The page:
Of Time And Space

A 1999 Highway Trip through Germany by Irma Walter Bags and toys everywhere. Sleeping bags, pillows, shoes and jackets strewn over the hallway.The children upstairs, arguing over who is to do what. My oldest is making smart remarks such as: ”We never seem to leave on time. You told them on the phone that we would take off at two p.m.!” My nerves are getting raw and my voice takes on the shrill pitch that is a clear signal of impending doom. I shout some threats using about 95 decibels and all of a sudden, things fall into place. Everyone picks up their bags, stacks them into the van. The children find a worthy occupation in examining the food basket (ooh, aah, look what she got for the trip...) and Mr. Smart busies himself with his cassette collection and Walkman that he takes along on every trip. (those were the days, my friend....) It is common sense to the gang that a hysterical mother can’t safely drive. ”Have you all used the bathroom?” I ask as I give the tyres a scrutinising look. ”Oh, no, I forgot” pipes up little Jessica. Her older brother Gabe mumbles something about a sling shot he meant to take along. Sonya offers to take little sis to the bathroom and they all are gone again. I heave a sigh of relief, because we are ready to go and screen my mind: ”Anything we forgot, I got to remember now. It’s no use later!” The kids and big bro all return and scramble into the van and now it's my turn to do a last round, checking on all the windows, doors, switches and ... you know, ... picking up a last few things that might come in handy on the trip. I get a few comments on ”all the stuff you have to take along in the last minute” from the co-driver’s seat, but I choose to ignore them. We set off. It'll be about ten minutes before little Jessica feels the need for a treat from the food basket. My mind is still focused on

Of Time And Space

© Irma Walter

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what we have left behind, still scanning my mind for anything we might have forgot. Meanwhile the children have a squabble about the seating arrangement and big bro is trying to sort out the details. Then we reach the highway. Perhaps it is the sight of the trucks rumbling by or the fact that I've taught the kids to keep quiet as we enter the highway - we settle into the rhythm of the traffic. The children lean back and a hush comes over all of us. I love driving. The first forty years of my life I didn’t have a licence, and my life was radically changed when I got it. After a few kilometres a feeling of peace comes over me. Why do I always feel that moving is the true mode of life? The children argue on the back seat as Sonya is trying to fairly divide a package of chewing gum. I decide to exert my rights to a strip of gum, just because that makes five people to a pack of five. Problems settled. We are leaving the mountains behind and are reaching areas that don’t hold personal memories for me. You know, like: ”This is the tree I kissed Frank under” or ”there is the road I walked with Peter when we had got the news that his brother had died in an accident”. Life seems to be a road and we remember stations of significance. But when staying in one place, the feeling of moving ahead gets lost, perhaps for the reason that our memories are with us: remember, that tree ... and that road ... and time seems to stand still, or move at a pace too slow for us to notice. But now that we have left ”home” behind, it seems to me that time and space have fallen into proper relation. At 60 km/h a minute means a kilometre and two at 120. The distance between a bath­ room break and the next may be counted either in kilometres, or in minutes (wait a minute, folks, don’t you drink that much juice, we don’t want to stop every half an hour). Time and space have become one. I wish everything in life was as simple and clear. Driving along the highway I suddenly have this feeling that I chanced upon a precious gem, a mystical bit of knowledge and my inner mind takes pleasure in meditaiting on it, while my natural senses keep up the driving part. I have no more ears for the children’s disagreements and big bro looks at me with despair, because I leave it to him to get involved, to make more mileage.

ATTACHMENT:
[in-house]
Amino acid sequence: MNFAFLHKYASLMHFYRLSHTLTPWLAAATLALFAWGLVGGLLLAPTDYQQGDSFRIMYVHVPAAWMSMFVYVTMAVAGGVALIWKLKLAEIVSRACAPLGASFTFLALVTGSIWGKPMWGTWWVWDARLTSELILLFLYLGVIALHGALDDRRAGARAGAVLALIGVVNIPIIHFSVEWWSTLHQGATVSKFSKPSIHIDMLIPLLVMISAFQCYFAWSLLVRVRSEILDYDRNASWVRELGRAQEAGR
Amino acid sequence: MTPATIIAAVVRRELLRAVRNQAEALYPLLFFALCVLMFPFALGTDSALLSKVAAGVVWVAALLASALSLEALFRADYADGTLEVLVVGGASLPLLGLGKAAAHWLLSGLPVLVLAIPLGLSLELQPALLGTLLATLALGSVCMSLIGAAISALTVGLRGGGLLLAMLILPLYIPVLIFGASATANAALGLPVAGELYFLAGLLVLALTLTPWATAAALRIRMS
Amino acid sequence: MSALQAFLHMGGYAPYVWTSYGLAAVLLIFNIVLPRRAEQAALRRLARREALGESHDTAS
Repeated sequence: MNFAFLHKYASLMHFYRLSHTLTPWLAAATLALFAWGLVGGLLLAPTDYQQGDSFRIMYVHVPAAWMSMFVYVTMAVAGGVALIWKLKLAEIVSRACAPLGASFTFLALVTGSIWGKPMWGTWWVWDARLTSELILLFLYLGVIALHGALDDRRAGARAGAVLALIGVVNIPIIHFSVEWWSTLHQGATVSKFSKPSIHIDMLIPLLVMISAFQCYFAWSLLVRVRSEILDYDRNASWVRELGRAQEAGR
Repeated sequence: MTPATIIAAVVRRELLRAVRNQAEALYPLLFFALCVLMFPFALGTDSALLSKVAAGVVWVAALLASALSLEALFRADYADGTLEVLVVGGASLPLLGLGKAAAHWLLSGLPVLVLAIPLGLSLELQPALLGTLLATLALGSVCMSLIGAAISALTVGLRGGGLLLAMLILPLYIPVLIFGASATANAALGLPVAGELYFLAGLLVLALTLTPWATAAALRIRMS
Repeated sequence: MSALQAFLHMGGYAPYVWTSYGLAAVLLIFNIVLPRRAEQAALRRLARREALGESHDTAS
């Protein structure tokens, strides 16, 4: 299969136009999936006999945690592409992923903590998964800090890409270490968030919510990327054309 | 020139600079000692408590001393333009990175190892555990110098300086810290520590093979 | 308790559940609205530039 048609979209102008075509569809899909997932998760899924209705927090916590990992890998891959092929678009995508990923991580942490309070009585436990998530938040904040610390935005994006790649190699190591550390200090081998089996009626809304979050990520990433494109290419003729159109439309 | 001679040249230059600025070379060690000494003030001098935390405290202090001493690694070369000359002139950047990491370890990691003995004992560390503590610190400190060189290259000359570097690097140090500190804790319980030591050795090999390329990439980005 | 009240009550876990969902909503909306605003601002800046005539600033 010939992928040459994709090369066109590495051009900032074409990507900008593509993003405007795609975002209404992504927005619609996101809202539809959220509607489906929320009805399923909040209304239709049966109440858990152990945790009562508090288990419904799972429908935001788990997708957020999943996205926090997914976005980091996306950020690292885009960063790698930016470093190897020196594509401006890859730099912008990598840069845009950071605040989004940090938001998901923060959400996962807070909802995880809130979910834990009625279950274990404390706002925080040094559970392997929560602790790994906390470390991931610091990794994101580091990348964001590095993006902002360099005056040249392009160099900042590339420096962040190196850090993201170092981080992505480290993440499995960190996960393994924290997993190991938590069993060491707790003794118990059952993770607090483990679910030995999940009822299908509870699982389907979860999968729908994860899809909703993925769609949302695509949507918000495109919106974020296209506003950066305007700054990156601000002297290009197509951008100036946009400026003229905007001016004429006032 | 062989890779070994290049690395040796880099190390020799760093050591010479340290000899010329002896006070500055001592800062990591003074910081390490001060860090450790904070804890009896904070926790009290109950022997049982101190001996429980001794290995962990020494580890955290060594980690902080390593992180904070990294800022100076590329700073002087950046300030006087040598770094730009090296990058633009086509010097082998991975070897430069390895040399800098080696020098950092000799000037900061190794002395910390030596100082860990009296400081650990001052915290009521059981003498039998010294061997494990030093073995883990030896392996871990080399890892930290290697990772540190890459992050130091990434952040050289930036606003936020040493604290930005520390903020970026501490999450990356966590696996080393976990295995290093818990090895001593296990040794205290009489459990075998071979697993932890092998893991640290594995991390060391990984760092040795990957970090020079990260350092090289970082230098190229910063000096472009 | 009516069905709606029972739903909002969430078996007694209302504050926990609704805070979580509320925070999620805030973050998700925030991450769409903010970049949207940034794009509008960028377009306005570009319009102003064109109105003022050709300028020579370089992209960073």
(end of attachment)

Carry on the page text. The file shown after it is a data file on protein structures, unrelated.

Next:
Of Time And Space © Irma Walter 3